With talk of “fake news” in the headlines constantly, it’s easy to get the jitters about publishing anything. Fortunately, if you publish credible, research-backed, trustworthy content, you have little to worry about. It’s hard for even the most mischievous internet troll to cast doubts on blogs, white papers or other material that is accurate, free from factual mistakes and supported by data that can be easily verified.

As you might imagine, creating credible content takes some work. It requires you to slow down long enough to double check what you’re publishing and proofread it carefully. But this is an insurance policy for your brand, similar to the quality control you perform for your product or service. When readers trust your content, it helps build faith in your company. If your content is carefully crafted, it suggests that the work you do at your business will reflect a similar attention to detail.

For a quick guide to trustworthy content, download our checklist below. Or read on for a deeper dive into why each checklist item is so important to master.

Write about what you know.

Readers can tell when you’re discussing something in which you have expertise or experience and they can especially tell when the topic is out of your element. This is why people often raise an eyebrow when they see Hollywood stars pontificating on complex political issues—unless these celebrities are actually well-versed in the subject through charitable work or direct personal experience.

Whether you’re writing a blog, a white paper or a marketing brochure, stick with what you truly know. Sharing genuine expertise in your writing will reinforce it in readers’ minds and allow them to treat your brand as an industry expert.

Cite information properly.

If you’re writing about news that’s being widely reported, such as the introduction of a major law that affects your clients, it’s not necessary to attribute it to a specific publication, TV station or radio show. But if you’re discussing a quote from a specific media interview or a unique detail a reporter uncovered, attribute it to the specific source. Doing so permits readers to make their own decision about whether that source is credible. They may have a different take on news that comes from, say, an unpaid blogging platform such as The Wall Street Journal or research published in the Harvard Business Review.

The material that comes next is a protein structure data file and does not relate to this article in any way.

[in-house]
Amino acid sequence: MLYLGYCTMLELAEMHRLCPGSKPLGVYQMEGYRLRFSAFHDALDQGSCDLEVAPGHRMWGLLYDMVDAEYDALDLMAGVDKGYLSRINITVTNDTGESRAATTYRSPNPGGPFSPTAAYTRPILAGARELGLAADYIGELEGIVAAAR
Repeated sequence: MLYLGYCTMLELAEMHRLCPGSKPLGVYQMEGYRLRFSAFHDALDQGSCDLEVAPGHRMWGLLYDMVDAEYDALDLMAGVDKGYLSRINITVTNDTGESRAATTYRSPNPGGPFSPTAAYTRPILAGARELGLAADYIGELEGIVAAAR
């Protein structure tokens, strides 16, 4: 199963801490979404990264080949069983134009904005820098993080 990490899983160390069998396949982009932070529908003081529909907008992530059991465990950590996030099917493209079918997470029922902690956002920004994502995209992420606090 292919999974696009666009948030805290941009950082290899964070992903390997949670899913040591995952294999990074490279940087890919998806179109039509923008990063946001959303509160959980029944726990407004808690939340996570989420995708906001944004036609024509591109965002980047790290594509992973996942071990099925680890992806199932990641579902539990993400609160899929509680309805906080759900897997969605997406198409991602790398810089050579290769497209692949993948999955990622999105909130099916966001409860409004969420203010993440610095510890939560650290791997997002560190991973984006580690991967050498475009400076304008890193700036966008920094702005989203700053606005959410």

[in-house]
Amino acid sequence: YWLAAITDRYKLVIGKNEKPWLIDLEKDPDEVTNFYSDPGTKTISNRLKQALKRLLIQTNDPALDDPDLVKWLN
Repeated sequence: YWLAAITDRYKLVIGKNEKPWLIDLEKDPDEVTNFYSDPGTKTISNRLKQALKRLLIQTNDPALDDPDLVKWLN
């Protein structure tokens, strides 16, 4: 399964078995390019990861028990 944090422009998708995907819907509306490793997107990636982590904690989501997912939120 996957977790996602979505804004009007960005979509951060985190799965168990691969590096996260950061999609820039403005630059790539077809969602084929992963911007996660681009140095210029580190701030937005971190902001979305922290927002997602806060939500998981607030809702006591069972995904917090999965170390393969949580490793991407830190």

Only use sources you can verify.

Many statistics you’ve read in blogs are cribbed from other publications but never verified. One red flag is if you type a specific statistic mentioned into a search engine, you’ll find 15 blogs mentioning that fact—but none has a link to the original study. Another clue is that you can’t find the study in a quick search.

This casts doubt on the research methods of all of the sites that have mentioned the statistic. To avoid this problem in your own content, only include statistics you can personally verify—either because they came from unique data you gathered at your company or because there is a published study where you have actually seen the statistics with your own eyes. It shouldn’t take more than five or 10 minutes to uncover the original source and peruse the text to find the fact you plan to quote. If you can’t find it, don’t publish it. And if you do find it and have any doubts about the credibility or objectivity of the original source, don’t include it.

Fact check like a pro.

Publishing incorrect information can ruin your credibility with readers. Imagine how you would feel if your neighbor was profiled in the newspaper as Geoff Smyth—and he spells it Jeff Smith.

The good news is most factual mistakes are completely avoidable if you set aside time for fact checking. So how do you fact check? Double check any information that can be verified with outside sources, instead of relying on your memory. Use well-known online encyclopedias, such as Encyclopedia Britannica, and respected news publications to make sure you are mentioning the correct date an event occurred, for instance. If you mention a famous quote from a speech by Steve Jobs or another famous business leader, look up news accounts or the transcript online to make sure he really said it. And when you interview key customers to feature them in your blog or a case study, make sure you send them a quick list of facts to makes sure everything is accurate before you publish it.

Weed out typos.

Even if you don’t have someone who is a skillful copy editor on staff, it’s possible to root out most spelling and grammar errors from your copy if you use a three-pronged approach. First, run the copy through Grammarly, a free grammar checker. Then run it through your spell check. Finally, print it out and ask someone else on your team to read it, to spot any typos. If no one is available to help you, do this yourself. You’ll be surprised at how many typos you can catch by simply viewing the same text off screen.

Fix mistakes quickly.

No matter how careful you are, you may not catch every error. Correct any mistakes as quickly as you can. If a factual appears in a blog or other online publication, add a note explaining what has been corrected at the end, so readers who may have seen an older version are aware the article has been changed. No one likes to admit mistakes but doing so inspires trust—and will make sure readers trust your content in the long run.